Our portfolios are more diverse than we can remember without a single theme. Each investment is led by excellent management with long-term winning strategies and the resources needed to achieve it. While we continue to hear about excessive leverage in the system, this is really not the case for US companies whose balance sheets have never been so good. We are concerned, however, about the accumulation of public debt around the world.
We own many pharmaceutical companies that take advantage of new product streams, higher margins and cash flow. industrial goods and equipment companies with volume growth of 1.5 to 2 times GNP, rising margins and a huge generation of free cash flow; technology, including semi-products at a fair price for growth, generating huge free cash flow; cable companies with content such as Comcast (NASDAQ: CMCSA) and Disney (NYSE: DIS); housing-related businesses rely on HD that will benefit from insufficient supply and low mortgage rates; low-cost industrial commodity companies generating huge free cash flow; and many, many special situations where internal development will reduce the gap between the current price and the intrinsic value. We do not hold any bonds as we expect the yield curve to stiffen later in the year and stabilize the dollar as we anticipate its strength in the near term.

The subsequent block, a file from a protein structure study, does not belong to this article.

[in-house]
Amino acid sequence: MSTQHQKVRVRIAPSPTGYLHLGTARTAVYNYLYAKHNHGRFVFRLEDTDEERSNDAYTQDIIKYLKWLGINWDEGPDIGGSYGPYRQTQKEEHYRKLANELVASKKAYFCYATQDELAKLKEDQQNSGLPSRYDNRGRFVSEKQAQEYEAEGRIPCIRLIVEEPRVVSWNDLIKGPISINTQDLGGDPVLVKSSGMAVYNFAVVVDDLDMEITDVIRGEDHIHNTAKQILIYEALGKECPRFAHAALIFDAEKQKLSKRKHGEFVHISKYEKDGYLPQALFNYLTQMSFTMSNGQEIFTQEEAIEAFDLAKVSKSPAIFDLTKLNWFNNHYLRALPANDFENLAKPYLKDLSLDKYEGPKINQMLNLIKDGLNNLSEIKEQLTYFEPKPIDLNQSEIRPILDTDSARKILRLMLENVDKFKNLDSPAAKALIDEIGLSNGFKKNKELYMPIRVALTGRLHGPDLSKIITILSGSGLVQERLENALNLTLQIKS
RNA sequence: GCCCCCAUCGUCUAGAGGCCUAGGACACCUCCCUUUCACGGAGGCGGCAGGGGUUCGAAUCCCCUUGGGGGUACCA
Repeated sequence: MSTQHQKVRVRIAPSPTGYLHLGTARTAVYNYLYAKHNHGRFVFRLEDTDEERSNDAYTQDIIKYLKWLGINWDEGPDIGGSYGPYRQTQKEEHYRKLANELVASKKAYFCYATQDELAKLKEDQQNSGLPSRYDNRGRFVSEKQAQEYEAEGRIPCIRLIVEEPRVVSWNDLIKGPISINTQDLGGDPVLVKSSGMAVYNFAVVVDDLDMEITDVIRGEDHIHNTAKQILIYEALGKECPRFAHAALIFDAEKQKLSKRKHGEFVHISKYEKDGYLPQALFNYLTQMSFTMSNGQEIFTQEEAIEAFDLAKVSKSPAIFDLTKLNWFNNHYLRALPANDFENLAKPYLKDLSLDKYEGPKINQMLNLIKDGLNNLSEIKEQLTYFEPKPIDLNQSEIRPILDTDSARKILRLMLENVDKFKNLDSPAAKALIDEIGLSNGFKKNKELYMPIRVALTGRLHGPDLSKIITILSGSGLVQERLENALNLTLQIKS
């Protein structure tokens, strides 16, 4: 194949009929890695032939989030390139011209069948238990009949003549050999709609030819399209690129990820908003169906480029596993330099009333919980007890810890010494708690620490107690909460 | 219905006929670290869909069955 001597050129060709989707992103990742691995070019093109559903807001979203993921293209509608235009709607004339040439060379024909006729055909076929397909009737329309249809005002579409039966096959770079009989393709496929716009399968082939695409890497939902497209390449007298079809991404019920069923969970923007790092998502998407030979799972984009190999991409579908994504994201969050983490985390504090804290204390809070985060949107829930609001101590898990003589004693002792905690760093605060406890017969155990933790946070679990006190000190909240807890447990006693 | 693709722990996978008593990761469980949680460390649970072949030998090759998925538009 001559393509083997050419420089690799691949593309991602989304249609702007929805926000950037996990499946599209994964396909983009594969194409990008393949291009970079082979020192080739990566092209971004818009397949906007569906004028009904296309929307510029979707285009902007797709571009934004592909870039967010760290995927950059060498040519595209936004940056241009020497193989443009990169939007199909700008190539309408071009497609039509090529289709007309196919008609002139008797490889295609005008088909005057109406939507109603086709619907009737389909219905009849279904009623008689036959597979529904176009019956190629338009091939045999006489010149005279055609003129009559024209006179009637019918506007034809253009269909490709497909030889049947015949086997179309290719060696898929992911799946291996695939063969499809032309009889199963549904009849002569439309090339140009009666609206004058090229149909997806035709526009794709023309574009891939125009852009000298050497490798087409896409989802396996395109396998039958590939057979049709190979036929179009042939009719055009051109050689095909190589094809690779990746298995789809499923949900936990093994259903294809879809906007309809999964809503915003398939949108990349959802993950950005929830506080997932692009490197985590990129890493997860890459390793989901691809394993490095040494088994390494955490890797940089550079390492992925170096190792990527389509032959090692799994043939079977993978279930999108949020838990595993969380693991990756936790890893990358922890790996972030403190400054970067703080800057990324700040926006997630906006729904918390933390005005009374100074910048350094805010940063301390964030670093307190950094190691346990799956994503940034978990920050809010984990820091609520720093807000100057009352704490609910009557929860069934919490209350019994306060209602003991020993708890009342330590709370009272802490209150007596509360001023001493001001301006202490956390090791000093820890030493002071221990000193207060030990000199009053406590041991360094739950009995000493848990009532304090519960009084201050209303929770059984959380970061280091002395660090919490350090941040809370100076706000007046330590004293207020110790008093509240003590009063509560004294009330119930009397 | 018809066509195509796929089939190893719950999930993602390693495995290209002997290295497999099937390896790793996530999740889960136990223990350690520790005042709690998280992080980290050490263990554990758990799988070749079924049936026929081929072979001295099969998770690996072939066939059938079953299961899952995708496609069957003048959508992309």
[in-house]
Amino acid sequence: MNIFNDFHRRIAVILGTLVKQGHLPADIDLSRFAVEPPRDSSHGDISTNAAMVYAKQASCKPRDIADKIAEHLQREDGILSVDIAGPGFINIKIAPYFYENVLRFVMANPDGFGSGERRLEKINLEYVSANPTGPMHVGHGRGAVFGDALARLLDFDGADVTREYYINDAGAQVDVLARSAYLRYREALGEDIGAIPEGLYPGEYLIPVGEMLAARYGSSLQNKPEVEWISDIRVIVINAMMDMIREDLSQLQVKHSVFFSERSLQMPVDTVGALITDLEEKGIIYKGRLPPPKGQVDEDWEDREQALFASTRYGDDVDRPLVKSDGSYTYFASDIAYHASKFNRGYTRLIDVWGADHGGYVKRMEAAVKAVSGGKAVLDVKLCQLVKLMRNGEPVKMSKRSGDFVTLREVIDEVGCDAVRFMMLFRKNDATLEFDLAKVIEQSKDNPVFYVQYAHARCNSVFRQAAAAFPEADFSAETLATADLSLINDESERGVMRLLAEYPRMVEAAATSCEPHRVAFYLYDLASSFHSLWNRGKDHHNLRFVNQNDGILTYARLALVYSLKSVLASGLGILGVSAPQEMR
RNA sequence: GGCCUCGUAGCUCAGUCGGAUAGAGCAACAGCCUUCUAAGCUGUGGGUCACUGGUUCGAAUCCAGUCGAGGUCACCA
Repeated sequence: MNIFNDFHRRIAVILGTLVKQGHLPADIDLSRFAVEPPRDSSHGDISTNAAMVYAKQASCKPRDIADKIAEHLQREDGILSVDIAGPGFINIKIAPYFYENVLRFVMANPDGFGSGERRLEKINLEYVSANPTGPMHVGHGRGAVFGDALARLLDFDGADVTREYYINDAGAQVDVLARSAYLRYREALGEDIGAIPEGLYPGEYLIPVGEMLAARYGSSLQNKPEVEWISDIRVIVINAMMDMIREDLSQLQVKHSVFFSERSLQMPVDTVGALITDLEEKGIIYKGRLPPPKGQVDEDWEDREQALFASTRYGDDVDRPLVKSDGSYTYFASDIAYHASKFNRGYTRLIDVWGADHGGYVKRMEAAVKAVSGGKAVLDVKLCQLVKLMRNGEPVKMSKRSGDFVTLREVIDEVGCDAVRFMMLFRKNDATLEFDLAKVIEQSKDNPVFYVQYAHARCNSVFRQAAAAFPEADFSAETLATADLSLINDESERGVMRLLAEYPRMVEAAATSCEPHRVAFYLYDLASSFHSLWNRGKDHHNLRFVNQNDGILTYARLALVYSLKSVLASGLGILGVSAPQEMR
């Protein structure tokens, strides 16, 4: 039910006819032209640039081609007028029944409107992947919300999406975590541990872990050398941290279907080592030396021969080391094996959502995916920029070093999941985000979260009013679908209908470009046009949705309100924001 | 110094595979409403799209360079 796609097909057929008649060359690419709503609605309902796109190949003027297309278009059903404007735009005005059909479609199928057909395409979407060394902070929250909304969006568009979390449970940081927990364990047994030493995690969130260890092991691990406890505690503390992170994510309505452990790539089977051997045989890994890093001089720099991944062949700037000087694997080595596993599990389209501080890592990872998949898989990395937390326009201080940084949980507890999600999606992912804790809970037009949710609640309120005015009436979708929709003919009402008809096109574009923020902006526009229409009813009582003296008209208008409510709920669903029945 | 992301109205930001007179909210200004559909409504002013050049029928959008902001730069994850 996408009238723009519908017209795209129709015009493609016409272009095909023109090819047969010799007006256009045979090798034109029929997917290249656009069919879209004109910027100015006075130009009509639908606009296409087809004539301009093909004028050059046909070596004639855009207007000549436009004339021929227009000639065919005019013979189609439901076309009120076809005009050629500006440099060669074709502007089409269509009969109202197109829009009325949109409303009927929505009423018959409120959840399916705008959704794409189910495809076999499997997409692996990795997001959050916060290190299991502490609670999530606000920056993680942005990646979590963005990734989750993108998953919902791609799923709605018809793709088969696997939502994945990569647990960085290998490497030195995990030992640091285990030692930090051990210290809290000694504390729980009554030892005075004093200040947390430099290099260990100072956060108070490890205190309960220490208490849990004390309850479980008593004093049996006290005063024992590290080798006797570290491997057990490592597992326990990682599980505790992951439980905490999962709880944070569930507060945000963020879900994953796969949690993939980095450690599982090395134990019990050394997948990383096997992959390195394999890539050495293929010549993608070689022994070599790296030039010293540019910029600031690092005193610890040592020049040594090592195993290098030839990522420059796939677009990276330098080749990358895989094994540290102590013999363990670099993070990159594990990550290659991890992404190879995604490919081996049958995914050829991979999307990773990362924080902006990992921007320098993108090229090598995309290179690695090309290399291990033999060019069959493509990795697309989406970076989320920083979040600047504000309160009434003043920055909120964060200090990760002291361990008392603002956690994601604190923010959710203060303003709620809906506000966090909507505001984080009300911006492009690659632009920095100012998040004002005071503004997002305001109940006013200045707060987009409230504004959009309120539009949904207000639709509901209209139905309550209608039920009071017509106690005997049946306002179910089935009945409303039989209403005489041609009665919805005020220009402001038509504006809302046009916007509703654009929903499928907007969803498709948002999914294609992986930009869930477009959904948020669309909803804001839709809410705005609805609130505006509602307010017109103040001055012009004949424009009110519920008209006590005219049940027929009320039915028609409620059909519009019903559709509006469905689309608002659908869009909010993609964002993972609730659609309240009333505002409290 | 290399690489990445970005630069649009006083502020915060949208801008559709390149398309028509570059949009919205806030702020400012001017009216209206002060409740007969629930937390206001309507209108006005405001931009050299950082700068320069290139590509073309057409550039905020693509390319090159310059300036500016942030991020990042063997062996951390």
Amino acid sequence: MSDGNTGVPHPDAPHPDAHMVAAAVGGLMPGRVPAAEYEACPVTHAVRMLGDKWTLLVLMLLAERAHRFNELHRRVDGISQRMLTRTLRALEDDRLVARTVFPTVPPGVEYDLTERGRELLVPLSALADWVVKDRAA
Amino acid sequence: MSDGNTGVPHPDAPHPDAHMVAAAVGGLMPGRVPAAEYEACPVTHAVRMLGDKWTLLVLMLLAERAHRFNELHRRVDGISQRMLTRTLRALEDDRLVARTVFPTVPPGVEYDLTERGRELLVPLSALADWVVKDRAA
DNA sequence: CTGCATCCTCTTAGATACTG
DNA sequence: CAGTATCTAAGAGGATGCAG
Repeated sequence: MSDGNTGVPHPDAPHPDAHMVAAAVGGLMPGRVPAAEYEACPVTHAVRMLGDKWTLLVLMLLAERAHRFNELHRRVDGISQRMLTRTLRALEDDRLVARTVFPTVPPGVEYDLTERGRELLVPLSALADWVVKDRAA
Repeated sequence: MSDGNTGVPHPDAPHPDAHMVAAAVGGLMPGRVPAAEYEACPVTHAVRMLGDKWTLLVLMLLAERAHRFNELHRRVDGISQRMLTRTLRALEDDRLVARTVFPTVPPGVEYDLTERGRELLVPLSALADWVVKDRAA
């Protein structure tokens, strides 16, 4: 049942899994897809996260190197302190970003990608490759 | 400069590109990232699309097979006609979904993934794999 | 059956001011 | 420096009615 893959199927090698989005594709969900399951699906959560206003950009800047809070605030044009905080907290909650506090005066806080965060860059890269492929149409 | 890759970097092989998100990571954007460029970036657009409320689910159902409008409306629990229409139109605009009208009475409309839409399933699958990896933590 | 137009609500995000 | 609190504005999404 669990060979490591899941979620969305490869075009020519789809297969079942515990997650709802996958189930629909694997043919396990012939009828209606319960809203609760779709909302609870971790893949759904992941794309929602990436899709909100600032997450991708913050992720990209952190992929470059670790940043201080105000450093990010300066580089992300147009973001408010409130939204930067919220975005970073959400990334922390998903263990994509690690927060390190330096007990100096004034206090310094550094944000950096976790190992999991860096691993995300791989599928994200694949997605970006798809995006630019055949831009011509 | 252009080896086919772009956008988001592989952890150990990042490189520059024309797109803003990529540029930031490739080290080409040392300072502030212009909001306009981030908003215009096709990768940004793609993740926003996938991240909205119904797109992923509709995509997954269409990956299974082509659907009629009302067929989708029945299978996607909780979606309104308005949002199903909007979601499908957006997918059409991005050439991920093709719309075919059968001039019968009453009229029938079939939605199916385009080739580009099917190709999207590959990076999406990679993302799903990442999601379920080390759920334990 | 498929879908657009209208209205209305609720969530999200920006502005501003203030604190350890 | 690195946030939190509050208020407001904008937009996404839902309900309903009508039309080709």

Review all the facts. pause, think and consider changes in state of mind; examine your asset allocation with risk controls all the time; do independent research and … invest accordingly!
Editor's note: The summary bullets for this article were chosen by the publishers of Seeking Alpha.